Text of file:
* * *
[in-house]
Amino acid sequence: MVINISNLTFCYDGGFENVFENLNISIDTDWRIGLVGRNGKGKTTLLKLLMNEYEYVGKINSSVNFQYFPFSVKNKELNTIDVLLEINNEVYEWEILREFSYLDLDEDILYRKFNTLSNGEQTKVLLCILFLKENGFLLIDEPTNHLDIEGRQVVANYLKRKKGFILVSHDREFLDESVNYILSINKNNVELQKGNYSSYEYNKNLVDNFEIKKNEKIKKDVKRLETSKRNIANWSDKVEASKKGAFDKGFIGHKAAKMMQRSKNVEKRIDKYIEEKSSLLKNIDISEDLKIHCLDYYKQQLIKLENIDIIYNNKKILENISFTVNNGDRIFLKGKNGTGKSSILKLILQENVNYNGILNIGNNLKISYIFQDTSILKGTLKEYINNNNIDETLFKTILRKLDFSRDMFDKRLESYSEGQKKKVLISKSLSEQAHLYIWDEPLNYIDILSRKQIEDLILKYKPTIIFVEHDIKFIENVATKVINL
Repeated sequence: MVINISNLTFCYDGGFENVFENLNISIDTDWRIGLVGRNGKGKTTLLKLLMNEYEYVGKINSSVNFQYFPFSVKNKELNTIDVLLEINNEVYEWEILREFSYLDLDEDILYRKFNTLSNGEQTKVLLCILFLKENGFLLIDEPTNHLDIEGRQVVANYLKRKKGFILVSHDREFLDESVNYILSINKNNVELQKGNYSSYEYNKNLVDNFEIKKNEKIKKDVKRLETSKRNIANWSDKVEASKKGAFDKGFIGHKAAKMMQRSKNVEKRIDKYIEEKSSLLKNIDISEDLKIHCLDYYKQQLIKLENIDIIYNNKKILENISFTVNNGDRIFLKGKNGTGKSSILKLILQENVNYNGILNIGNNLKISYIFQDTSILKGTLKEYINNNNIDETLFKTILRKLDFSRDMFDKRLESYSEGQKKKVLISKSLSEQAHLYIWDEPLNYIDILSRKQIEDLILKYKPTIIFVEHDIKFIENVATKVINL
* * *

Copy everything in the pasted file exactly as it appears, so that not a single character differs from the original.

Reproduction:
[in-house]
Amino acid sequence: MVINISNLTFCYDGGFENVFENLNISIDTDWRIGLVGRNGKGKTTLLKLLMNEYEYVGKINSSVNFQYFPFSVKNKELNTIDVLLEINNEVYEWEILREFSYLDLDEDILYRKFNTLSNGEQTKVLLCILFLKENGFLLIDEPTNHLDIEGRQVVANYLKRKKGFILVSHDREFLDESVNYILSINKNNVELQKGNYSSYEYNKNLVDNFEIKKNEKIKKDVKRLETSKRNIANWSDKVEASKKGAFDKGFIGHKAAKMMQRSKNVEKRIDKYIEEKSSLLKNIDISEDLKIHCLDYYKQQLIKLENIDIIYNNKKILENISFTVNNGDRIFLKGKNGTGKSSILKLILQENVNYNGILNIGNNLKISYIFQDTSILKGTLKEYINNNNIDETLFKTILRKLDFSRDMFDKRLESYSEGQKKKVLISKSLSEQAHLYIWDEPLNYIDILSRKQIEDLILKYKPTIIFVEHDIKFIENVATKVINL
Repeated sequence: MVINISNLTFCYDGGFENVFENLNISIDTDWRIGLVGRNGKGKTTLLKLLMNEYEYVGKINSSVNFQYFPFSVKNKELNTIDVLLEINNEVYEWEILREFSYLDLDEDILYRKFNTLSNGEQTKVLLCILFLKENGFLLIDEPTNHLDIEGRQVVANYLKRKKGFILVSHDREFLDESVNYILSINKNNVELQKGNYSSYEYNKNLVDNFEIKKNEKIKKDVKRLETSKRNIANWSDKVEASKKGAFDKGFIGHKAAKMMQRSKNVEKRIDKYIEEKSSLLKNIDISEDLKIHCLDYYKQQLIKLENIDIIYNNKKILENISFTVNNGDRIFLKGKNGTGKSSILKLILQENVNYNGILNIGNNLKISYIFQDTSILKGTLKEYINNNNIDETLFKTILRKLDFSRDMFDKRLESYSEGQKKKVLISKSLSEQAHLYIWDEPLNYIDILSRKQIEDLILKYKPTIIFVEHDIKFIENVATKVINL